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How to Tell Whether a Sushi Bar Is Great
To suss out the best sushi slingers, here are the five key orders
Sure, that roll was pretty good, and the yellowtail was luscious. But does that mean this is an amazing sushi bar or just an OK one that serves decent fish? To determine the quality of the chef and the restaurant, here are the five must-have orders:
Tuna is the king of all sushi ingredients. Fatty tuna (toro) will almost always be delicious. But it is by tasting the regular part of the tuna, called the akami, through which one can judge the quality of the fish that the chef has chosen at the market. It is a direct reflection of his eye and talent.
There are several types of shiromi (whitefish), and they are all at their peak at different seasons throughout the year. Seeing and tasting which shiromi the chef serves—sea bream, amber jack, flounder, sea bass, yellowtail, or yellowjack—is a good barometer of his expertise.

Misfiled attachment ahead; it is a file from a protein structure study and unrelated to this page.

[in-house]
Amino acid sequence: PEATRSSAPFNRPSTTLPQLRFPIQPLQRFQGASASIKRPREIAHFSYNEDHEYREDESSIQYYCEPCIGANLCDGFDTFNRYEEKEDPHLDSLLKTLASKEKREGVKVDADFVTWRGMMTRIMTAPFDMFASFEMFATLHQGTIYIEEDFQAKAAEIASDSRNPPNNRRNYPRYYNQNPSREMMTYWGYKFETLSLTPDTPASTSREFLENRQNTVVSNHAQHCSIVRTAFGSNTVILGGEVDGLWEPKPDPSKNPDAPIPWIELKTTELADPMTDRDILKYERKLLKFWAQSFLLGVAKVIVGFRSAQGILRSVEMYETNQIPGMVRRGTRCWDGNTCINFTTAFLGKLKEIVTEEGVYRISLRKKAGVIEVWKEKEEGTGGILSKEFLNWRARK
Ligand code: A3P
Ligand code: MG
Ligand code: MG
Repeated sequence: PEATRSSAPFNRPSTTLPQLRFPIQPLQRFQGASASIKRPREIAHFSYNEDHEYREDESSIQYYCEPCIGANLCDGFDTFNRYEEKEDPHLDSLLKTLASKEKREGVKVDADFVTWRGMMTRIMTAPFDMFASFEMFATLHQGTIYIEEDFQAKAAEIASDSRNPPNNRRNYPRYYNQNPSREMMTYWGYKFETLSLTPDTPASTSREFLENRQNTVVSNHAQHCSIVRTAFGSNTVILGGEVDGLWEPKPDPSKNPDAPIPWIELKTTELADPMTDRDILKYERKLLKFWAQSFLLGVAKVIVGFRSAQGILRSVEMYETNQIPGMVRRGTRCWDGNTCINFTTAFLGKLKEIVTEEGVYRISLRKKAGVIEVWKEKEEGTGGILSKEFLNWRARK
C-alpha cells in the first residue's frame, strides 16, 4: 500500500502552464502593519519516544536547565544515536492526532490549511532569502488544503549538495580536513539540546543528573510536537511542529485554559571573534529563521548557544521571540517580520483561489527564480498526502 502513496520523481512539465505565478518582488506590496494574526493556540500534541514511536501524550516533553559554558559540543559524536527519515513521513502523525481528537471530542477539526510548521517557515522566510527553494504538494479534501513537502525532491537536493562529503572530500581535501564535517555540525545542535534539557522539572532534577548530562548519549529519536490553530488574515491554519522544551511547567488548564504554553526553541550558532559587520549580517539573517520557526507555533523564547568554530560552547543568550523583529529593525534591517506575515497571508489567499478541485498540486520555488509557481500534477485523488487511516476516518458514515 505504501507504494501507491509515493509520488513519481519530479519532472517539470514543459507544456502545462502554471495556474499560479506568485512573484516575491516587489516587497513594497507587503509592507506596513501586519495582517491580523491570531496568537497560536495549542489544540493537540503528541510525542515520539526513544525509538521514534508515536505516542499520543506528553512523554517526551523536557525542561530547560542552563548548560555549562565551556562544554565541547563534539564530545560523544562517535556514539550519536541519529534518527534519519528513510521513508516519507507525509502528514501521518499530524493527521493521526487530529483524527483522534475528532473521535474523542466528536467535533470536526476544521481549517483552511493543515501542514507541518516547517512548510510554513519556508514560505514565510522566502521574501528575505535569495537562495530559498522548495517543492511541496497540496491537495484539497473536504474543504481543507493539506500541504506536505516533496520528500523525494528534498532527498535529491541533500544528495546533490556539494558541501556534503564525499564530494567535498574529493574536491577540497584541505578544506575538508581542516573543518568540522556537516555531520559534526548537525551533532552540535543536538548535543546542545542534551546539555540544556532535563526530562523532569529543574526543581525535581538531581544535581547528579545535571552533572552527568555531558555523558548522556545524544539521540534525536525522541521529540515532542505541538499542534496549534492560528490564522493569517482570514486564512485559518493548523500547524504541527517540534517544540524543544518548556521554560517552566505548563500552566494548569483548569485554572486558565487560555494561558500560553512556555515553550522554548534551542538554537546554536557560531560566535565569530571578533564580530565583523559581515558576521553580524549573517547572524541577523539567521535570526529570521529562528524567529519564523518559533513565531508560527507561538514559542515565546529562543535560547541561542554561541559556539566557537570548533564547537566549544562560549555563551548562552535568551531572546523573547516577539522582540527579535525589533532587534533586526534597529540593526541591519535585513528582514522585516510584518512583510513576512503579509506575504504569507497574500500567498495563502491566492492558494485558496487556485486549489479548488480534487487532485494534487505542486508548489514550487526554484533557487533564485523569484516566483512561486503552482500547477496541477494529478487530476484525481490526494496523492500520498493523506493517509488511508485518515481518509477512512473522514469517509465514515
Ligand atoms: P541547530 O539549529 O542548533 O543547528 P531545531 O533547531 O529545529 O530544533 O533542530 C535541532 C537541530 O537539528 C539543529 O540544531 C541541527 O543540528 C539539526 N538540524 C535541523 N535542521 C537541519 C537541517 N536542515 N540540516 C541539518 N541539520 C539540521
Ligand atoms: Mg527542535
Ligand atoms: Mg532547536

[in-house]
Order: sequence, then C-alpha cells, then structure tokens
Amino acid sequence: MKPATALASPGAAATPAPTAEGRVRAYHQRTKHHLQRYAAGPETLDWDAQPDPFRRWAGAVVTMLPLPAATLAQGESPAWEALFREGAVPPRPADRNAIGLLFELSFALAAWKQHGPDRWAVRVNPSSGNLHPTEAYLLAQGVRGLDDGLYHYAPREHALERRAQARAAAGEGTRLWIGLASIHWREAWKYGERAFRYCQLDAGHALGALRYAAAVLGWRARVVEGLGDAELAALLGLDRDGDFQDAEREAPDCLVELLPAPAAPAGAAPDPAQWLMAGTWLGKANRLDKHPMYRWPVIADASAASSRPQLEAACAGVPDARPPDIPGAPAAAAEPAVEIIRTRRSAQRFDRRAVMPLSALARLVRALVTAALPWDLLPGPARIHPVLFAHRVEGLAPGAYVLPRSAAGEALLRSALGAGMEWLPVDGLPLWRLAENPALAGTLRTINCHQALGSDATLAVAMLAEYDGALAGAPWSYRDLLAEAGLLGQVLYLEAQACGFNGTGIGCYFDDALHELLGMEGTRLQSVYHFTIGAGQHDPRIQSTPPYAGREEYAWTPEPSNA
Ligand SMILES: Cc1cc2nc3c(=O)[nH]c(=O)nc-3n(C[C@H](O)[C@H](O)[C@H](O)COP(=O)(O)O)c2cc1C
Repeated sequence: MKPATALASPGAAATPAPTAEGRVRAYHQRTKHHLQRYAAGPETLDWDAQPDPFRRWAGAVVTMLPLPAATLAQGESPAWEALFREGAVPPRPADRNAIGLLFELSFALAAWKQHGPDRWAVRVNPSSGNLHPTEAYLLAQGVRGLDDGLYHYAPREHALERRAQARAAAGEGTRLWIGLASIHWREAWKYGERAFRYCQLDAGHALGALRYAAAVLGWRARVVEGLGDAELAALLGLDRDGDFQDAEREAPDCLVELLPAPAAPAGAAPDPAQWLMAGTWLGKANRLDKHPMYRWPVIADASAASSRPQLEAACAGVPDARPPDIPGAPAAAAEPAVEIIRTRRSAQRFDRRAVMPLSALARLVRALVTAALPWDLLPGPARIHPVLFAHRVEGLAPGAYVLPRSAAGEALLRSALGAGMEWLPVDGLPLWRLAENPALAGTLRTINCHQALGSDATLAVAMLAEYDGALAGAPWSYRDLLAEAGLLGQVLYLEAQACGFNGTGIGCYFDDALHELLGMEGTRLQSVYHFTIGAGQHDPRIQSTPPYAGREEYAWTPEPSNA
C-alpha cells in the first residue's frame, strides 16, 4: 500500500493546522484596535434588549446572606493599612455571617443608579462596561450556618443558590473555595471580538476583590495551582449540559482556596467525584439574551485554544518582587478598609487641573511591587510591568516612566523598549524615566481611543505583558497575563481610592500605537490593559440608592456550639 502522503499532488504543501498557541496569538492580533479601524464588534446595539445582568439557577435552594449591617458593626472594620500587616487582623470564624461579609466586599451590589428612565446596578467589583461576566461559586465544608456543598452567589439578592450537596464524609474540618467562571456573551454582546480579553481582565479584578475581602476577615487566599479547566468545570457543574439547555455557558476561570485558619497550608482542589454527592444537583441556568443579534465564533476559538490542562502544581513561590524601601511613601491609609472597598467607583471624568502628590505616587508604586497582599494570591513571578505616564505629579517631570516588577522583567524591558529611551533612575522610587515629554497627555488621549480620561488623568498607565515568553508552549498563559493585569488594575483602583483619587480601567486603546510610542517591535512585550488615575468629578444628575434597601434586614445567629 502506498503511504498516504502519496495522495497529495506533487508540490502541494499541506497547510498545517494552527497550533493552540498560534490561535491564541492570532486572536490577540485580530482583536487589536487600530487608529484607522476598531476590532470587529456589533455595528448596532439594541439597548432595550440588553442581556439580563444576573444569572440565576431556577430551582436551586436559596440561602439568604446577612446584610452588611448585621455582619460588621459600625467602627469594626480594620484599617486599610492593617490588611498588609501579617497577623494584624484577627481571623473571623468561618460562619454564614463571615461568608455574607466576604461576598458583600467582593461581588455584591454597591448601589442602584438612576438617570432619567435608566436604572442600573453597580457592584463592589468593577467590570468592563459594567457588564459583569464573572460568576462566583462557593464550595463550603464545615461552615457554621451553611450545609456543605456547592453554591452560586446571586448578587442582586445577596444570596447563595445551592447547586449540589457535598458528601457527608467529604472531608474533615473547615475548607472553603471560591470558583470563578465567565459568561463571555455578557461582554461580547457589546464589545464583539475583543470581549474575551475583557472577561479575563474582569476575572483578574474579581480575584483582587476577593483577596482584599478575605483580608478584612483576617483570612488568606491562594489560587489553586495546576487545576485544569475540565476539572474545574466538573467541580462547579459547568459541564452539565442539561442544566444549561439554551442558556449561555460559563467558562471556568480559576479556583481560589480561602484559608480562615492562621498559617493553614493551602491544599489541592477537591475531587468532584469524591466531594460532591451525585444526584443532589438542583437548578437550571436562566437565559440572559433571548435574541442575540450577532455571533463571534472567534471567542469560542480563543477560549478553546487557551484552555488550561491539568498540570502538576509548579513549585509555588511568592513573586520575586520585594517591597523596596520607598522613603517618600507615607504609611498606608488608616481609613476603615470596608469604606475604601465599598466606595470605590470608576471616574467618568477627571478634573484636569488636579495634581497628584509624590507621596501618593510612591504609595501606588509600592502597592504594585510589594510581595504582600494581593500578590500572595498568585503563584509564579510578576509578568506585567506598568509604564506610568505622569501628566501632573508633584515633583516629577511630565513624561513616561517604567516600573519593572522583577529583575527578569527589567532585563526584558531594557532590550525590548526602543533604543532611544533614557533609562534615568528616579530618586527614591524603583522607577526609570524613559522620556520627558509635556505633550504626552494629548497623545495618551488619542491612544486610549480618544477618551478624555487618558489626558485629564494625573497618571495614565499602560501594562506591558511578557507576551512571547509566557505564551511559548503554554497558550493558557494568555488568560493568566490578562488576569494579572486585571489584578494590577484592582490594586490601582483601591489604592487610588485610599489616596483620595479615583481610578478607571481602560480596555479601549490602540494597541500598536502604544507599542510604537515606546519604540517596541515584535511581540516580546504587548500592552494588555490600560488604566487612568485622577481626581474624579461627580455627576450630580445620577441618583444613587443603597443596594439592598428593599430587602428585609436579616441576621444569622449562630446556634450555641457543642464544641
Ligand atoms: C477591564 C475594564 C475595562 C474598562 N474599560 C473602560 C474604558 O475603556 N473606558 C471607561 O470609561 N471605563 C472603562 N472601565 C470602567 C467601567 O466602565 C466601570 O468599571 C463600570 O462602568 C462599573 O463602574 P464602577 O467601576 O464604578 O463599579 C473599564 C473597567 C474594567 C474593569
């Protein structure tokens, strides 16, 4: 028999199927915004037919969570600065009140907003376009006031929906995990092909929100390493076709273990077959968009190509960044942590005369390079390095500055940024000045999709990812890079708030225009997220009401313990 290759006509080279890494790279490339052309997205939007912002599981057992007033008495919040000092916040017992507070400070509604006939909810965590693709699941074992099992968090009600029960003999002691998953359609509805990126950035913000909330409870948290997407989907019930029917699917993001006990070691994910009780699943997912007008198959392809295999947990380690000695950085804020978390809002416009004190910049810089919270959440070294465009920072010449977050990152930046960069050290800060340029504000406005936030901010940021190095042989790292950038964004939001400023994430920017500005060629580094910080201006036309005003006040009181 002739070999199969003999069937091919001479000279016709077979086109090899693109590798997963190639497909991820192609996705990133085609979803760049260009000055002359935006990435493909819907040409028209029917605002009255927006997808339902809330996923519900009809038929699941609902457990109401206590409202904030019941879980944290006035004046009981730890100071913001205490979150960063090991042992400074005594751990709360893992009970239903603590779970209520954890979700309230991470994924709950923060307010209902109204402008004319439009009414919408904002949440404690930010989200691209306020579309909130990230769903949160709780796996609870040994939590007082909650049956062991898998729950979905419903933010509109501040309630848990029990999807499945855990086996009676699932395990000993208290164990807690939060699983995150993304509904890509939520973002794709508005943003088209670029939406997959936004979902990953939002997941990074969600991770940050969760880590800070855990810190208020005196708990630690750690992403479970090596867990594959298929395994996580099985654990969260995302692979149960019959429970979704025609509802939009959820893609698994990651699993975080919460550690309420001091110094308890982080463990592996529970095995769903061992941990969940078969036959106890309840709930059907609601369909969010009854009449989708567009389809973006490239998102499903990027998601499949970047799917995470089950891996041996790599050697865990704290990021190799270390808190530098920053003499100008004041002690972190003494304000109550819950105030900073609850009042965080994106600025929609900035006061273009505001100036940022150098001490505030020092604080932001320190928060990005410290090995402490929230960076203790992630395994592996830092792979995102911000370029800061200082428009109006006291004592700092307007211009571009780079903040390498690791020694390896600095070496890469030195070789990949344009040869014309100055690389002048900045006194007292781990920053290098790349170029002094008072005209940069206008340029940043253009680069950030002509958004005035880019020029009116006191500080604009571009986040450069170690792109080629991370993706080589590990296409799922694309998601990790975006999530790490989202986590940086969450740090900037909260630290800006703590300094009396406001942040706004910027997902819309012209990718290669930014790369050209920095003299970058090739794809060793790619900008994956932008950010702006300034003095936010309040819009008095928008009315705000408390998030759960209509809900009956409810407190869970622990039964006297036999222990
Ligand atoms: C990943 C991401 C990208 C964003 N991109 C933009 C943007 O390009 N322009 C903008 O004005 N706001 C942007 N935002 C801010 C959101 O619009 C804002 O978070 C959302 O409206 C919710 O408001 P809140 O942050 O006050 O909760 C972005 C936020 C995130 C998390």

If tuna is the king of sushi, kohada is its soul. This little silver fish (hikarimono) is a finicky one that spoils easily. It must be salt-cured, then vinegar-marinated to the precise degree to bring out its beautiful flavors. This single bite best reveals a sushi chef’s skills and intuition.
Live sea eel must be expertly butchered, simmered to just the right degree of fluffiness, then flavored with thick nitsume sauce. Every restaurant has a unique nitsume recipe that is often passed down from generation to generation and is the pride of a sushi chef.
The flavor, consistency, shape, temperature, and presentation of the traditional egg cake must come together perfectly in this seemingly simple yet deceptively complex bite. Tamago is the face of a sushi restaurant—one it usually shows at the end of the meal.
Photographs: Courtesy Flickr/kawanet, Flickr/hungrynerd, neogaf.com, Flickr/avixyz, Flickr/stu_spivack